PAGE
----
MicroRNAs (miRNAs) are small (19-25 nucleotides) untranslated RNAs that serve as regulators of messenger RNA expression. For the most part, miRNAs bind to complementary regions in the 3' untranslated regions (UTRs) of target mRNA, and either cause mRNA degradation or prevent translation. MiRNAs have been found to be expressed in cell-specific manner, at specific developmental stages, as well as differentially expressed in disease states. MiRNA profiling in the post-natal mouse mammary gland has revealed alterations in miRNA expression at different key developmental stages (virgin, pregnancy, lactation and involution), strongly suggesting that miRNA play a regulatory role in mammary gland development. However, mechanisms by which miRNAs are regulated in the mammary gland and their specific functional roles at critical stages of development remain unexplored. Therefore, the overall goal of this project is to determine the hormonal regulation and functional roles of miRNAs during secretory activation in the mammary gland. Because of the dramatic metabolic changes occurring between pregnancy and lactation, the mammary gland is a unique model to study the Impact of miRNA on metabolism genes.
Our specific aims will test the hypothesis that miRNAs represent an important mechanism regulating secretory activation by influencing translation of genes encoding glucose transporters, lipid synthetic enzymes and milk proteins. We have observed that specific miRNAs that decrease between mid-pregnancy and lactation, target genes encoding enzymes involved in fatty acid synthesis, transporters for glucose uptake and a translation initiation factor, elF4e. A decline in these miRNAs relieves repression and increases translation of target genes. Additionally, since during pregnancy, progesterone and its receptors inhibit terminal differentiation and secretory activation until parturition has occurred, we will determine whether ligand activated PR acts through miRNAs to mediate this inhibition. We will explore whether progesterone receptors regulate expression of miRNAs and, conversely, whether miRNAs mediate down regulation of progesterone receptors. We will manipulate miRNAs in vitro via lentiviral transduction into primary MECs prior to 3D culture, in vivo using adenovirus injected intraductally into the mammary glands of mice, and by mammary gland-specific deletion of miRNA of interest using Cre recombinase. These studies will provide direct evidence for the role of miRNAs in modulating metabolism in the mammary gland.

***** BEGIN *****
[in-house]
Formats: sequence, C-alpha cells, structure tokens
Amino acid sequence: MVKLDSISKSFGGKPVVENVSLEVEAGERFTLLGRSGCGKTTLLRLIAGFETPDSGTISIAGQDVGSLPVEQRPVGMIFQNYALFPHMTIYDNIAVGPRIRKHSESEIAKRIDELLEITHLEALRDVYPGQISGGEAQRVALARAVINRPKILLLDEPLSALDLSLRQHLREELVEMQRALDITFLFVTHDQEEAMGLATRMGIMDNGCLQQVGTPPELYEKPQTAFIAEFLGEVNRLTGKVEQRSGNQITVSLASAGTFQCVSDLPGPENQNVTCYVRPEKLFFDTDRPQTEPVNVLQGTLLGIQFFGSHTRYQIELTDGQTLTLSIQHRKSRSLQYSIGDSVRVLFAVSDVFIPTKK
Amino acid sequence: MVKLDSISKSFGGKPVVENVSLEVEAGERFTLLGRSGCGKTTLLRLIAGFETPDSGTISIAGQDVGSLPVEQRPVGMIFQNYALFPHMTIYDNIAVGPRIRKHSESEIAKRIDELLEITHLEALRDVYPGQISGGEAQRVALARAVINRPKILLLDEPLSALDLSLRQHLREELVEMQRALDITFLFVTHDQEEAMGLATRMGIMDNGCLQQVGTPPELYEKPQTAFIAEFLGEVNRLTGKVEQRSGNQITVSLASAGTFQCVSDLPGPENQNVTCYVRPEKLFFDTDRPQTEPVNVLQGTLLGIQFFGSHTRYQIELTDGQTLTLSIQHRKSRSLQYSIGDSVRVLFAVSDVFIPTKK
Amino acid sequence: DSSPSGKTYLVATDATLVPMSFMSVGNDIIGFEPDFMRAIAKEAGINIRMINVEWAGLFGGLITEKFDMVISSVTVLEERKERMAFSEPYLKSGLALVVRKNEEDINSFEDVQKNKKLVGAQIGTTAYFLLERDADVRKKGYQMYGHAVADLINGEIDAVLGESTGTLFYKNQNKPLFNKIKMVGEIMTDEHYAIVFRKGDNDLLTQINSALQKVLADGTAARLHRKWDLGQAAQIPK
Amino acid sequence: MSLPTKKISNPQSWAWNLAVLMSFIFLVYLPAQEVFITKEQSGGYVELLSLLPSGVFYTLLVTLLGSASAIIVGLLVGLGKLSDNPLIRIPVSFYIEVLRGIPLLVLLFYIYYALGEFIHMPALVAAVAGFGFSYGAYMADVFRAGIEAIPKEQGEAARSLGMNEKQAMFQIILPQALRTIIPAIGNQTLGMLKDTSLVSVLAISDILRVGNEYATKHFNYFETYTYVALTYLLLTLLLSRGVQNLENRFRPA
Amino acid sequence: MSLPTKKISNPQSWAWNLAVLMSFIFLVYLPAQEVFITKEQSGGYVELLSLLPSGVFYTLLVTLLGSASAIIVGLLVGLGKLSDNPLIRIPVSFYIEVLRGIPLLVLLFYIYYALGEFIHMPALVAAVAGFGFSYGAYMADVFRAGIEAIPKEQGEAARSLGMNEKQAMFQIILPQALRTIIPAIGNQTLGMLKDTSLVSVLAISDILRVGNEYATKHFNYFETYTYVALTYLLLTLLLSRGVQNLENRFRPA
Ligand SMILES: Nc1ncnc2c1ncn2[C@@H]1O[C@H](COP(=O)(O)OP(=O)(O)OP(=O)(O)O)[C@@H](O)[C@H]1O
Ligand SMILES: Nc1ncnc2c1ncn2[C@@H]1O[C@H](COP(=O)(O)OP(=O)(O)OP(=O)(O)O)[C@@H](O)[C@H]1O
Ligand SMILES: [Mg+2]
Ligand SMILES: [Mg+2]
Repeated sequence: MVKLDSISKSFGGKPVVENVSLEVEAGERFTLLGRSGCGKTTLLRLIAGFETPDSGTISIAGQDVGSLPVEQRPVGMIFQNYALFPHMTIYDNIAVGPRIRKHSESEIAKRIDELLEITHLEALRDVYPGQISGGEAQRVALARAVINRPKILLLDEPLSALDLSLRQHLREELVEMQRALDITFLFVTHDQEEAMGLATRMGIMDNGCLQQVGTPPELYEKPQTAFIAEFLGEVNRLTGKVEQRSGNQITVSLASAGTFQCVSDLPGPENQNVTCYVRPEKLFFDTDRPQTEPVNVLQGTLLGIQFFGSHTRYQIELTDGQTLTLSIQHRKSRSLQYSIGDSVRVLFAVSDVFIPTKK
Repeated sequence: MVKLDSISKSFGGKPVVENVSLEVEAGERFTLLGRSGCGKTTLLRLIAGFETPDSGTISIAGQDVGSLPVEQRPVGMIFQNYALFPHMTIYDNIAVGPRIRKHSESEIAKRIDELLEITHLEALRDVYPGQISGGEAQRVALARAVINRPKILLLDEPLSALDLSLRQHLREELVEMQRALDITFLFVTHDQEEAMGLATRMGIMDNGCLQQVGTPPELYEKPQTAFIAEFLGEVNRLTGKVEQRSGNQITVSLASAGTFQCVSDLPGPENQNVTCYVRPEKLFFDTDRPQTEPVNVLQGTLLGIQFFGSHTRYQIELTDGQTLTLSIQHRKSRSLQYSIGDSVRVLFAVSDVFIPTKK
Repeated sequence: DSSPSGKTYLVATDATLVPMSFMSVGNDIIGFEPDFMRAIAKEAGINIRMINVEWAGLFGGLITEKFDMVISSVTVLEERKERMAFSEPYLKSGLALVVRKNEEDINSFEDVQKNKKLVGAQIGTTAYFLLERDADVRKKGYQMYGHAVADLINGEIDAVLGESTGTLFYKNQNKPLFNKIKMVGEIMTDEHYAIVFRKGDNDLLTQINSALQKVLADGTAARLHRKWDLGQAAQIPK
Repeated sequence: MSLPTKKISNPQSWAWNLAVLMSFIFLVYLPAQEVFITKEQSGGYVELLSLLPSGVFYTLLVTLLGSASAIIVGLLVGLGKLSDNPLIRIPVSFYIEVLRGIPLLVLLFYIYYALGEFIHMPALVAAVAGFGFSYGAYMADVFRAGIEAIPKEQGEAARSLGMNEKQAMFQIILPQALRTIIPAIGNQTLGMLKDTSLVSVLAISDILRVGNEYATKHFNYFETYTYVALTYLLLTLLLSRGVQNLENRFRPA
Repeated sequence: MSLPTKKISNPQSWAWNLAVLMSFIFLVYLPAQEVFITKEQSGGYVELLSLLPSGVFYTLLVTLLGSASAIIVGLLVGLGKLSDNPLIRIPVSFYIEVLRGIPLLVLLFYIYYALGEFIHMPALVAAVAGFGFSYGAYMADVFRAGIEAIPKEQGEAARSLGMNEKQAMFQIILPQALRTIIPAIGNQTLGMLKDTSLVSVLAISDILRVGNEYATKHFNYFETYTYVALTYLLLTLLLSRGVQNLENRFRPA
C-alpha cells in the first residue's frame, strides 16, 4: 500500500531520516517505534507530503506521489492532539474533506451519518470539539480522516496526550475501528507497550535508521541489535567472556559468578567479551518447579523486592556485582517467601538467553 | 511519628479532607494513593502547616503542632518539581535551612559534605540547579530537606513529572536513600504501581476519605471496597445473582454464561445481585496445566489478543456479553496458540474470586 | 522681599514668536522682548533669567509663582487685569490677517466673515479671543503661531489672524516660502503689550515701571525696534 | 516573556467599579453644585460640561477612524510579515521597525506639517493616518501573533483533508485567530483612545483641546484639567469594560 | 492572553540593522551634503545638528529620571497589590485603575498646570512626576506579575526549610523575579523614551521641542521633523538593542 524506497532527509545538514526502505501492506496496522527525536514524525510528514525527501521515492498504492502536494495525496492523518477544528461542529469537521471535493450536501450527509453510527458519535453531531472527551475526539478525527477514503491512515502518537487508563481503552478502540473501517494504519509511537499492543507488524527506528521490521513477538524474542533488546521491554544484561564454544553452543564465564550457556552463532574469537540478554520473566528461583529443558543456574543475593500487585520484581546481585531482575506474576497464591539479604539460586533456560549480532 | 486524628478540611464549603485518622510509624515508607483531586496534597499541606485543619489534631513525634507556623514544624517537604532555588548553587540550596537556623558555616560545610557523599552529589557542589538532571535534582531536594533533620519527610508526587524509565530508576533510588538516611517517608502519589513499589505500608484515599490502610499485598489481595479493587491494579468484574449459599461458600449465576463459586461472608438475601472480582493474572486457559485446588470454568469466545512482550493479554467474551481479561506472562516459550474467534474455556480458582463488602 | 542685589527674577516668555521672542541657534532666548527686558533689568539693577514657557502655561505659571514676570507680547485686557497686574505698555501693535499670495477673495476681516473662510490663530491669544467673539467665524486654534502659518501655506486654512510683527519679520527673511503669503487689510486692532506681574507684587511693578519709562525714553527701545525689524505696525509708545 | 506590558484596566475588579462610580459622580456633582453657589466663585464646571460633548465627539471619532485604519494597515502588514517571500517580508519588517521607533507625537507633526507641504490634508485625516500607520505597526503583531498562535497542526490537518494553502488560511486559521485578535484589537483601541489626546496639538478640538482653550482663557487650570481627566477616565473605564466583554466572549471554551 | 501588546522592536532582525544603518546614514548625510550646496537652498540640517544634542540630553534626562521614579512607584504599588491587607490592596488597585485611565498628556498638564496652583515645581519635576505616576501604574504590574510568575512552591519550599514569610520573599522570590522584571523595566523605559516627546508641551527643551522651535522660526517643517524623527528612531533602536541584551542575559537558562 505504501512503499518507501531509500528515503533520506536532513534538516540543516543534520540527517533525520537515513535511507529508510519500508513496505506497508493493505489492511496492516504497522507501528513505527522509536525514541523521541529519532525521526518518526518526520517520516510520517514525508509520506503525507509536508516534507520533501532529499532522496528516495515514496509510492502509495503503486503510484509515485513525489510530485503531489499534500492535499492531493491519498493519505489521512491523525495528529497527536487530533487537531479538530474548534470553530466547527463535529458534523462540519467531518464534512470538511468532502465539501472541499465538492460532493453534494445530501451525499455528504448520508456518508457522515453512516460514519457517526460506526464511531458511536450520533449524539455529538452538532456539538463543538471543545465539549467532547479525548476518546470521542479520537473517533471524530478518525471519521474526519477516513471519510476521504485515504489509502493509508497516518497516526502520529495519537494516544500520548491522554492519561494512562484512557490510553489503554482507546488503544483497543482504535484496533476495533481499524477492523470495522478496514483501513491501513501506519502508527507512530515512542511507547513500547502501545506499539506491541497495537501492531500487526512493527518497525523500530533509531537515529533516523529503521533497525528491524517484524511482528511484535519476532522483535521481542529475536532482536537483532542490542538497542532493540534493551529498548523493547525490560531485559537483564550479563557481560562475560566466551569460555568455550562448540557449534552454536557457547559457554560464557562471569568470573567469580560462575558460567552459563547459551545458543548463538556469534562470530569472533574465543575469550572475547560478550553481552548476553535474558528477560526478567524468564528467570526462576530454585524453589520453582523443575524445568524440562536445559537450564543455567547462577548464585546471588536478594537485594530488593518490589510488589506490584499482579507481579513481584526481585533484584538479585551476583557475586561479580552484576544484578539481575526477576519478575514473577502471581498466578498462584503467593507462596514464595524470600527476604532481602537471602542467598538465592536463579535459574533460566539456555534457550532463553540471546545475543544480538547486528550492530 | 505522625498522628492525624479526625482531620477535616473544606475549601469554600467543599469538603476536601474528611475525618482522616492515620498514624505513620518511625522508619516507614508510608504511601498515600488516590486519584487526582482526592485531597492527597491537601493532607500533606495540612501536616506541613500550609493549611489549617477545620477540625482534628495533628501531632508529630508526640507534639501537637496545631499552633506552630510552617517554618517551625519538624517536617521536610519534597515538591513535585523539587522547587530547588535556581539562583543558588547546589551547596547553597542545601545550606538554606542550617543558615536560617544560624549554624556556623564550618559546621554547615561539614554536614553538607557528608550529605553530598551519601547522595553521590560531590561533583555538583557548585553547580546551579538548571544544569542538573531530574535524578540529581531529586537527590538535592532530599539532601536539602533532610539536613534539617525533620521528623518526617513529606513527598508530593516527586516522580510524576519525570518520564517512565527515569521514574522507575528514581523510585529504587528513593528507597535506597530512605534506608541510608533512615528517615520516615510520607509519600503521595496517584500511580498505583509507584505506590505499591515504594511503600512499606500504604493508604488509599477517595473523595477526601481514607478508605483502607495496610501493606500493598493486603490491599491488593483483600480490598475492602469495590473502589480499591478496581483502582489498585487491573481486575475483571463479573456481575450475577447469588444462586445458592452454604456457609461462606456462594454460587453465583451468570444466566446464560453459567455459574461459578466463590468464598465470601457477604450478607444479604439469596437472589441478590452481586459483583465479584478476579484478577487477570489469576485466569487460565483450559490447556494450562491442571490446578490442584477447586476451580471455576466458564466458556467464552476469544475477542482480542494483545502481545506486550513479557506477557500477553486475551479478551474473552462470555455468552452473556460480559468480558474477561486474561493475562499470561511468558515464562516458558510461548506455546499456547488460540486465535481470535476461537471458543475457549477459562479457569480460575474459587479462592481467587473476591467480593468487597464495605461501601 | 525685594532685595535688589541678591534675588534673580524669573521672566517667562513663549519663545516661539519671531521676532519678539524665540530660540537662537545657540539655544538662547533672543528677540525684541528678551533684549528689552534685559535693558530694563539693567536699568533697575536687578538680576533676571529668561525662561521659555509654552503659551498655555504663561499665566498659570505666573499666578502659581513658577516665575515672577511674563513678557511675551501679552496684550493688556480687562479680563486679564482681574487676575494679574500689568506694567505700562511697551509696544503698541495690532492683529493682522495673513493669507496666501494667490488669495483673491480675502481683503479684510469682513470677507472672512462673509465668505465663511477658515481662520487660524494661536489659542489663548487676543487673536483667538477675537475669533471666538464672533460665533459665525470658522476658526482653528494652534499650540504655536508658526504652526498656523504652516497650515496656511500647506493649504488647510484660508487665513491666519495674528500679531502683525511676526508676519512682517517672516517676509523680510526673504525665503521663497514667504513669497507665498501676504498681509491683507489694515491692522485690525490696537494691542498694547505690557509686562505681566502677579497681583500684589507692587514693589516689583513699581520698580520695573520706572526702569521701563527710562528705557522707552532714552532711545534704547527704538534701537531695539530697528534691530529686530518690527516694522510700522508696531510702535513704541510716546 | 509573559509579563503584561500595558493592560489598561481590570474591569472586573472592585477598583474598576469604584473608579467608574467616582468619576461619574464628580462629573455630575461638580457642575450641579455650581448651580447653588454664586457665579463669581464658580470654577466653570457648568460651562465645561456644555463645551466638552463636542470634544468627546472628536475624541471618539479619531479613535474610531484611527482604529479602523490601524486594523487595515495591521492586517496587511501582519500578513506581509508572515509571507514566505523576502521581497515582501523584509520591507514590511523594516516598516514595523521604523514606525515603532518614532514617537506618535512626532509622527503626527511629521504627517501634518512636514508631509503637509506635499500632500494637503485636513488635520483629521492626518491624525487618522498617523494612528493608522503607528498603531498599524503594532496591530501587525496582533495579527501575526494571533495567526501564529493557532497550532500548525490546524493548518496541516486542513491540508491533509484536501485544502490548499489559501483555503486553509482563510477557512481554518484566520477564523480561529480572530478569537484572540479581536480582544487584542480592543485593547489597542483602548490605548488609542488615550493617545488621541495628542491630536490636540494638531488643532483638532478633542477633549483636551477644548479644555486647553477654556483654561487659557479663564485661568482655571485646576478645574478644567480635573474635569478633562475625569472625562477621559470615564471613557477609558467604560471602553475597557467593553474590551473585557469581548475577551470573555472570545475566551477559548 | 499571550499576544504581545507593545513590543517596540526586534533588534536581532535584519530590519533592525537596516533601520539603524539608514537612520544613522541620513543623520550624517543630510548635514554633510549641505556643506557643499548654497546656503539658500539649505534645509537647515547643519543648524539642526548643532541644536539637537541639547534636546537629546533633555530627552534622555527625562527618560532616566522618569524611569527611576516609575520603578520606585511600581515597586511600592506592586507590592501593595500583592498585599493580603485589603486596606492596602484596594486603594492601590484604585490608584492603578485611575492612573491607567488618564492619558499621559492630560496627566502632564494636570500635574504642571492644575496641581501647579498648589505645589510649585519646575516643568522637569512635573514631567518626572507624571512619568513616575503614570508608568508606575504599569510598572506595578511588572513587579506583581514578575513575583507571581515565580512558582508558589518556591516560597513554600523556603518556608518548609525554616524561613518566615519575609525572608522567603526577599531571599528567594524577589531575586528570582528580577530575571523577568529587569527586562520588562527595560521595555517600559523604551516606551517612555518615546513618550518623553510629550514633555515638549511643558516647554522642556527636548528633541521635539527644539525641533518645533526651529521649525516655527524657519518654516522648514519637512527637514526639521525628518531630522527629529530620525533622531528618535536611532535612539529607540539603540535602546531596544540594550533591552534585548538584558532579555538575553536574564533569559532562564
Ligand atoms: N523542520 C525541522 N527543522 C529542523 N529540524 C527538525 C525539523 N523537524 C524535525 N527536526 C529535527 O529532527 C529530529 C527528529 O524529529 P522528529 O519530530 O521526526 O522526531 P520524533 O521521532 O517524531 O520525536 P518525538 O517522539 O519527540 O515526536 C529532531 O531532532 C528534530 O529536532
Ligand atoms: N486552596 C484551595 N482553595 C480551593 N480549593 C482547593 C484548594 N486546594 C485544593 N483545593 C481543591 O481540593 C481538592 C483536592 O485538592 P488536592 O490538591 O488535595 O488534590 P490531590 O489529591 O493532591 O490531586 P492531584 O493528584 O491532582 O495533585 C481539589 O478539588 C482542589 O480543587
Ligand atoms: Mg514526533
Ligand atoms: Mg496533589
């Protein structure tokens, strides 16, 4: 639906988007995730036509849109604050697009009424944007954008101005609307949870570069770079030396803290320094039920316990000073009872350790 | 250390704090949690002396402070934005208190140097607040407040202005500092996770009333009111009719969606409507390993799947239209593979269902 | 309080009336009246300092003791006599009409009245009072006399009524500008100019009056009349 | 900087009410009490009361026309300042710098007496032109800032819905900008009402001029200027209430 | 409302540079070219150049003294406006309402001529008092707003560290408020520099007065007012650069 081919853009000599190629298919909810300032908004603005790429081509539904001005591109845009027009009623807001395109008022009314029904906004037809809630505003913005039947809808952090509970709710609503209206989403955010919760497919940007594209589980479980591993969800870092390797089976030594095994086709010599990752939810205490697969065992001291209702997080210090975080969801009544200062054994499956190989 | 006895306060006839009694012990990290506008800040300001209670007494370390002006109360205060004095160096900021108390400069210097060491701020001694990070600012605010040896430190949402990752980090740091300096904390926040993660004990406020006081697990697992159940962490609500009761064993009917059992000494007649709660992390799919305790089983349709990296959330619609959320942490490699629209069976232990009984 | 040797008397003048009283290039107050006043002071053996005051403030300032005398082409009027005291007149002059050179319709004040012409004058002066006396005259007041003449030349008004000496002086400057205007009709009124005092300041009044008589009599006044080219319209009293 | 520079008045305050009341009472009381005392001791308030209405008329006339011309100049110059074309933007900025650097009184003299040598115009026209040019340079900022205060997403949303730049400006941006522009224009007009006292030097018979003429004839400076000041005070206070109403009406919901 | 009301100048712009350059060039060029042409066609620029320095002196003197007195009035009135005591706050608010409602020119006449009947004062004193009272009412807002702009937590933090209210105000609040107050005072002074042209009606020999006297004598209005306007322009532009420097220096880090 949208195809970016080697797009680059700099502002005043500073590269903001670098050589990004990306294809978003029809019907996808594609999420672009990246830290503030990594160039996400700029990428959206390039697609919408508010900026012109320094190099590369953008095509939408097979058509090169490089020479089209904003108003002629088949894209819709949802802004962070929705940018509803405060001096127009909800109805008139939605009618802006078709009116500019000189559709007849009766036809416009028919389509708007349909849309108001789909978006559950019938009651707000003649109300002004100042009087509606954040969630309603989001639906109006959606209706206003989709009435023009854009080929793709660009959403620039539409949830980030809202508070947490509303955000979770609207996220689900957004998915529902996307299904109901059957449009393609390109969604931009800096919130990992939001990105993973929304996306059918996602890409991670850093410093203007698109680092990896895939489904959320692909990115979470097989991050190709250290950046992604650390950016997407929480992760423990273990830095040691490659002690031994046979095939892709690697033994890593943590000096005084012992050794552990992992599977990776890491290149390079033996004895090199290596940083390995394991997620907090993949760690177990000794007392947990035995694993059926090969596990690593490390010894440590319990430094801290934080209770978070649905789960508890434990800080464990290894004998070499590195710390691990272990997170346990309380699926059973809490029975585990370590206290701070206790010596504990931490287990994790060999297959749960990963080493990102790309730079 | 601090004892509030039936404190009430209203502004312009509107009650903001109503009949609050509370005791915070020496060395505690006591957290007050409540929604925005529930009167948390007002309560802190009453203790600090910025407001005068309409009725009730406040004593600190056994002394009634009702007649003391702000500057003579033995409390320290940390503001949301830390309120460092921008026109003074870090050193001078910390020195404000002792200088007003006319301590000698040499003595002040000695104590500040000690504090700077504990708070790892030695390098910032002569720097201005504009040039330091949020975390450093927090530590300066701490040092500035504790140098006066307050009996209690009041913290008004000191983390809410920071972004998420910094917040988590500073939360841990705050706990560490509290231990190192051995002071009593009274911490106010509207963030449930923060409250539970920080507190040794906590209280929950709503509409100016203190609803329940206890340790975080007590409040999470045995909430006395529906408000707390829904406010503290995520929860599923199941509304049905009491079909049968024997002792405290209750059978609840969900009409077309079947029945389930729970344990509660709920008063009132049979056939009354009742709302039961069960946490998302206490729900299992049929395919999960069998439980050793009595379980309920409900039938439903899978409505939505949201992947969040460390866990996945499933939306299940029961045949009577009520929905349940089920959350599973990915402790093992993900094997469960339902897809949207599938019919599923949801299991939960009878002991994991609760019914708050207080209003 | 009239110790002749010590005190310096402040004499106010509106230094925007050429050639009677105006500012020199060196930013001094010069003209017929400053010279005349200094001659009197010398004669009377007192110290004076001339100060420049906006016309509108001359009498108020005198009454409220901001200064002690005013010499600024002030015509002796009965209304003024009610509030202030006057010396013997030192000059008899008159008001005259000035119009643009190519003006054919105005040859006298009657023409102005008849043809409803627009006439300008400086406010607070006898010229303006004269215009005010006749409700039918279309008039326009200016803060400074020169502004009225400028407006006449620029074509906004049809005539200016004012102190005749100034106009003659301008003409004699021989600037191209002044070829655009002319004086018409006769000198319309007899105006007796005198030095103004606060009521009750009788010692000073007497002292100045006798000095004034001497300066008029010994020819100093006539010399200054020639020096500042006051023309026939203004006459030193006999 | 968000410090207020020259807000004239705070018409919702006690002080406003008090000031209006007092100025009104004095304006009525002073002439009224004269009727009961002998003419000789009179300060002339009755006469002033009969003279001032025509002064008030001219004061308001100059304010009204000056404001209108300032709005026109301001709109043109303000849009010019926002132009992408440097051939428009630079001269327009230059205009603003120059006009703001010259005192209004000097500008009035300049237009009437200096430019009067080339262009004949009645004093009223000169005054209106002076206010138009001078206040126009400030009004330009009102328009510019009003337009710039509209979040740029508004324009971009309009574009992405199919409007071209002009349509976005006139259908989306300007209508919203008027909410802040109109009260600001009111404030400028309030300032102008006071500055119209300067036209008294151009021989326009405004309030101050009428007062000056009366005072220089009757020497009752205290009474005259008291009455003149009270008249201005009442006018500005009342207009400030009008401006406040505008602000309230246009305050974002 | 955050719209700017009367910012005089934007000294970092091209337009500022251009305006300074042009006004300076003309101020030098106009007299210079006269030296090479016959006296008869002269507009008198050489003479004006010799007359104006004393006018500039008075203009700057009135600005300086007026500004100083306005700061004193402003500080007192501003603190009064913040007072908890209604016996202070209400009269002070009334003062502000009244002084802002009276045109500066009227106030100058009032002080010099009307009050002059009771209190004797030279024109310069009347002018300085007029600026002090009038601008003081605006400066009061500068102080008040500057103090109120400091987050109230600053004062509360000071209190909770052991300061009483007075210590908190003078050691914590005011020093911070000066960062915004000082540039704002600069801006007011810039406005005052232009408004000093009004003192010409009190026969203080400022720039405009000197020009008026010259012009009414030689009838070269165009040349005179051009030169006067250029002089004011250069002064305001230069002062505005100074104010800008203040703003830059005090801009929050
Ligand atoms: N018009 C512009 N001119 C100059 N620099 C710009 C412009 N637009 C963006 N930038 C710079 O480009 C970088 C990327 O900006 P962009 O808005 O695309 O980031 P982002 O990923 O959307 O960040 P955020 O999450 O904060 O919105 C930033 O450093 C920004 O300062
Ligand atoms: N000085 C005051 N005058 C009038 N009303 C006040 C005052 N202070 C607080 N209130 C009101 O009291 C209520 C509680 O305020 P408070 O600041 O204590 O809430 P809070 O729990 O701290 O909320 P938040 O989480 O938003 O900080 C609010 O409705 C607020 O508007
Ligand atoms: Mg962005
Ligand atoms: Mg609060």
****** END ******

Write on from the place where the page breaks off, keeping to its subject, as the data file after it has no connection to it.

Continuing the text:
In the mammary gland, lactation requires a profound and rapid developmental switch termed "secretory activation." In our study we investigate the hypothesis that microRNAs (small non-coding RNAs that simultaneously control translation of many coding RNAs) are master regulators of the dramatic metabolic changes that occur between pregnancy and lactation. The goal of this project is to define the hormonal regulation and functional roles of microRNAs during secretorv activation in the mammary gland.
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